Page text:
Getting the drift: methyl bromide application and adverse birth outcomes in an agricultural area.

Barrett JR - Environ. Health Perspect. (2013)

A strawberry field outside Salinas, California. Strawberries are one of several crops for which methyl bromide may still be used.© AP Photo/Gosia Wozniacka
© Copyright Policy - public-domain
Related In: Results  -  Collection

License
Show All Figures
getmorefigures.php?uid=PMC3672928&req=5

f1: A strawberry field outside Salinas, California. Strawberries are one of several crops for which methyl bromide may still be used.© AP Photo/Gosia Wozniacka

View Article: PubMed Central - PubMed

AUTOMATICALLY GENERATED EXCERPT
Please rate it.

Although occupational exposures to the pesticide methyl bromide are associated with numerous health problems, little is known about the potential effects to the general population of chronic low-level exposure... However, agricultural drift has been associated with prostate cancer in one study of adult males, and a handful of animal studies have suggested potential developmental toxicity, including reduced birth weight... One reason methyl bromide is so difficult to replace is that none of the alternatives have such broad activity at a cost growers can afford... There has been some research on combining other compounds, but so far there aren’t any cost-effective options that work as well... More than 1.75 million kg of the pesticide was applied in California in 2010. “Before we even started our research, we looked to see what was already known about this chemical, which is such an important pesticide in California agriculture,” says Kim Harley, study coauthor and associate director for health effects research at the Center for Environmental Research and Children’s Health, University of California, Berkeley. “There was very limited evidence for reproductive and developmental toxicity; there was almost nothing. ” To learn more, Harley and her colleagues drew on data collected through the Center for the Health Assessment of Mothers and Children of Salinas (CHAMACOS) Study... The primary analysis focused on methyl bromide use within 5 km of a residence during each trimester of pregnancy... During the second trimester—a critical period of fetal growth—there were estimated decreases in average birth weight, length, and head circumference of 21.4 g, 0.16 cm, and 0.08 cm, respectively, for each 10-fold increase in methyl bromide use within 5 km... By comparison, Harley says, smokers have babies that are about 150–250 g lighter than nonsmokers, “so this is not a trivial difference in birth weight that we’re seeing in the high-exposed groups versus the unexposed group. ” “The data are interesting,” says Lygia Budnik, a professor in the Division of Occupational Toxicology and Immunology, Institute for Occupational and Maritime Medicine, University Hospital Hamburg-Eppendorf, Germany. “The critical-use exemption aspect is very important. ” Budnik emphasizes that in addition to use in agriculture, other uses of methyl bromide are still permitted, such as fumigation of freight containers. “We believe that more people are or were exposed than has been [reported], and many people might not be aware of the exposure and the resulting health problems,” she says... The study’s strengths included detailed information about the women and their babies and about methyl bromide use near their homes... However, effects of other pesticides, especially chloropicrin, which is often combined with methyl bromide, could not be ruled out... Residential proximity to application sites provides a good estimate of exposure, but it only applies to exposure at home; exposure levels away from home are unknown... Budnik and her colleagues are currently working on a potential biomarker based on increased blood levels of mitochondrial DNA in individuals exposed to methyl bromide and other fumigants.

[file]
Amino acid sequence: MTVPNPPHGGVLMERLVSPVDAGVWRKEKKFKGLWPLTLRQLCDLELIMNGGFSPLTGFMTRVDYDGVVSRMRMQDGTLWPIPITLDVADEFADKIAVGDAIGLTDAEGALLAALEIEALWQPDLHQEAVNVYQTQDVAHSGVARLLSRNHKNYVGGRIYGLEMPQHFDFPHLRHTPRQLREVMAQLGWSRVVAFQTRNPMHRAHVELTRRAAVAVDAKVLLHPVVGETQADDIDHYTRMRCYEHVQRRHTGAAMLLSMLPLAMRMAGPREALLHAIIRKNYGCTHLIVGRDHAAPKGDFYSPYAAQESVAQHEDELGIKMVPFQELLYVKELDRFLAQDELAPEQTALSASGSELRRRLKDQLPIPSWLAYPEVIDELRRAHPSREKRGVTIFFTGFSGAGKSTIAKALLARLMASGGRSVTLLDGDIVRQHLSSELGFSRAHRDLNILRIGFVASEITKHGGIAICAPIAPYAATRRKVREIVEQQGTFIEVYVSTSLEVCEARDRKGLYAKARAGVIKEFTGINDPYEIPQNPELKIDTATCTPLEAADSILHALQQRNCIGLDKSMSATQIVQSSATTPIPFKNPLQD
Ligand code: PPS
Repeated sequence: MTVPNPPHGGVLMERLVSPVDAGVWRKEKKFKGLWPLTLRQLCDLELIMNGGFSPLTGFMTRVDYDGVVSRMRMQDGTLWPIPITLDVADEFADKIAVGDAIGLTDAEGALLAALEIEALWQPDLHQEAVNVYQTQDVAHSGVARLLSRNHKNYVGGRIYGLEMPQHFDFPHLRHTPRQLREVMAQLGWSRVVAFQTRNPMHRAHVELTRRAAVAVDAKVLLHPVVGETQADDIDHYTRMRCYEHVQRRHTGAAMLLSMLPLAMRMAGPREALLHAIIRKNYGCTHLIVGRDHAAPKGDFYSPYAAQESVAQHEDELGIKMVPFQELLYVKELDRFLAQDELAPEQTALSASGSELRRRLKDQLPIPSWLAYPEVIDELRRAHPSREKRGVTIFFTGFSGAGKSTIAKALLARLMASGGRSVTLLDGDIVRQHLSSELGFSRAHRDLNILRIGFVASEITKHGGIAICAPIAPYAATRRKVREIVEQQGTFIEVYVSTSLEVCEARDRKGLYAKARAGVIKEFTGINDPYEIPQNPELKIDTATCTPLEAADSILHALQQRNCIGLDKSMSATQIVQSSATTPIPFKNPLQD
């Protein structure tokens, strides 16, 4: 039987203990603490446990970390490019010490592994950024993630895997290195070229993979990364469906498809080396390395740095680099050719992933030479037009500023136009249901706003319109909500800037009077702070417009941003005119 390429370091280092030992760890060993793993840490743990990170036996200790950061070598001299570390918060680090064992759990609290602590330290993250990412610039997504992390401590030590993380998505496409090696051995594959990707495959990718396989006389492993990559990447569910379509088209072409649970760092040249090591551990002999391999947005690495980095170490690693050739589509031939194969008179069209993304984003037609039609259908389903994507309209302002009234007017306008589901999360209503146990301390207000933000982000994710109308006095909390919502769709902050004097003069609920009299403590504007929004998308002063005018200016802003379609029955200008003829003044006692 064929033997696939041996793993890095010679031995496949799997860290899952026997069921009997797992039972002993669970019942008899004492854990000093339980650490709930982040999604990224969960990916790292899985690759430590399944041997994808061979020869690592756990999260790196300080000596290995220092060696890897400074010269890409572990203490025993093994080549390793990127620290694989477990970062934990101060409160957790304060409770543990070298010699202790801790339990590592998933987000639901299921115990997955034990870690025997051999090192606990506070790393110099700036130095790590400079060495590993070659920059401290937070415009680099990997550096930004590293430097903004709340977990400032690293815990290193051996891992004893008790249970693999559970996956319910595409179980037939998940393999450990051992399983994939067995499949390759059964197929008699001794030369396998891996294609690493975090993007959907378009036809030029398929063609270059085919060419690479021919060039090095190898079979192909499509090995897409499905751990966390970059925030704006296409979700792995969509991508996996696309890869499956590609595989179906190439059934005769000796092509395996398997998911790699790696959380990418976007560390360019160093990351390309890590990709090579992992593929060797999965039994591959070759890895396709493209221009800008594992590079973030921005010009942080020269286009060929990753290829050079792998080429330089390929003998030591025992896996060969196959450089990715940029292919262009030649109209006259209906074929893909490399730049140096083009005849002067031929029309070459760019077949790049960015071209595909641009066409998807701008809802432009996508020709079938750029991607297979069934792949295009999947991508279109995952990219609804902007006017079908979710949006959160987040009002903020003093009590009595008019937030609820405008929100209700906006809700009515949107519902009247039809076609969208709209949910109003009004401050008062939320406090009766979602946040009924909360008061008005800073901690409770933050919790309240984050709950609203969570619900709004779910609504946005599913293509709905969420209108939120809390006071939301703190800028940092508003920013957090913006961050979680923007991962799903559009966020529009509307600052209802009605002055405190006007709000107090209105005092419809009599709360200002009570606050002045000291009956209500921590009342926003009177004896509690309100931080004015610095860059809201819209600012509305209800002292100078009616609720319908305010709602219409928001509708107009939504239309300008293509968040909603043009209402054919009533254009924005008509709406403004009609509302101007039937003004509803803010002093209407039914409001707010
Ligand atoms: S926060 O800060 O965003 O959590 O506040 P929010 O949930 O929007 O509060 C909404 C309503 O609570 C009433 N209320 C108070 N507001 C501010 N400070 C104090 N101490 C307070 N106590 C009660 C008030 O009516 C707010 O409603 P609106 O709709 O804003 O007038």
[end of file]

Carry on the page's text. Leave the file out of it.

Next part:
Show MeSH